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Stafford borough food banks will receive over £11,000 in funding to keep the essential service available for the rest of the year

Food banks in Stafford Borough are being handed a lifeline after senior councillors agreed to hand a five-figure grant that will see the essential service continue in the area


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After hearing that food banks in the borough were struggling to meet demand, councillors agreed with them in that the extra cash would keep them going into next year - when they hope alternative funding sources will be found.

In 2022 Stafford Community Food Distribution Hub Community Interest Company was set up backed by the borough council and the hub takes weekly food deliveries from ‘Fareshare’ then distributes it to six local food banks.

FareShare is the UK’s longest running food redistribution charity with the aim of fighting hunger and tackling food waste, the life-saving firm re-distributes surplus supplies from across the food industry to charities and community groups.

Councillors agreed that the extra funding was vital to keep struggling residents fed throughout the year

But without the additional £11,190, the hub would not be able to continue their partnership with Fareshare and struggling families would suffer the uncertainty of being able to put food on the table.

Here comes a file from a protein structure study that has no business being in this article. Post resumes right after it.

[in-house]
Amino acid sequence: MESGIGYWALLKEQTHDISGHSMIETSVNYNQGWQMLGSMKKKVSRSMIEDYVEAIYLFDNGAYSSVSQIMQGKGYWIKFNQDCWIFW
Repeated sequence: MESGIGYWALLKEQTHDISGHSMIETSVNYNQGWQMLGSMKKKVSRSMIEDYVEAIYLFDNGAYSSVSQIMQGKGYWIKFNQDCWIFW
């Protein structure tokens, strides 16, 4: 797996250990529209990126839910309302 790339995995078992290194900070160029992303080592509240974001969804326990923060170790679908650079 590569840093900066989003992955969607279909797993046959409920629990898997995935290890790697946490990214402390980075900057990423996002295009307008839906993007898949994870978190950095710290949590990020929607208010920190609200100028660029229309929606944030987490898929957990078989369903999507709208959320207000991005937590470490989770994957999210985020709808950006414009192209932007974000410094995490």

The hub has provided a total 25 tonnes of additional food - which is around 60,000 meals - in the last couple of years and the latest tranche of funding has come from a pot which was set aside to help communities support vulnerable residents.

A report to the council’s Cabinet said the authority worked with the voluntary sector to set up the Hub which includes six foodbanks - Elim Hope Church in Stafford, Stone Community Hub Frank Jordan Centre, Holmcroft Community Centre and House of Bread in Stafford, Signposts Services foodbank based in the county town’s Rising Brook Community Church, and Staffordshire Women’s Aid.

Councillor Jill Hood, Cabinet Member for Communities

Councillor Jill Hood, Cabinet Member for Communities, said: “Foodbanks have seen a significant increase in demand at a time when there has also been a reduction in the amount of donations from the public - mainly because people are struggling with the rising cost of living, and from supermarkets and shops who are doing more to reduce food waste.

“We hope this cash injection will keep the hub going while we work with them to look at other funding sources to keep a service that is vital to some members of our community going.”

Members of the council’s cabinet agreed to the recommendation to allocate the remaining funding from the ‘Clinically Extremely Vulnerable’ programme to the hub at the meeting this week (Tuesday 7).

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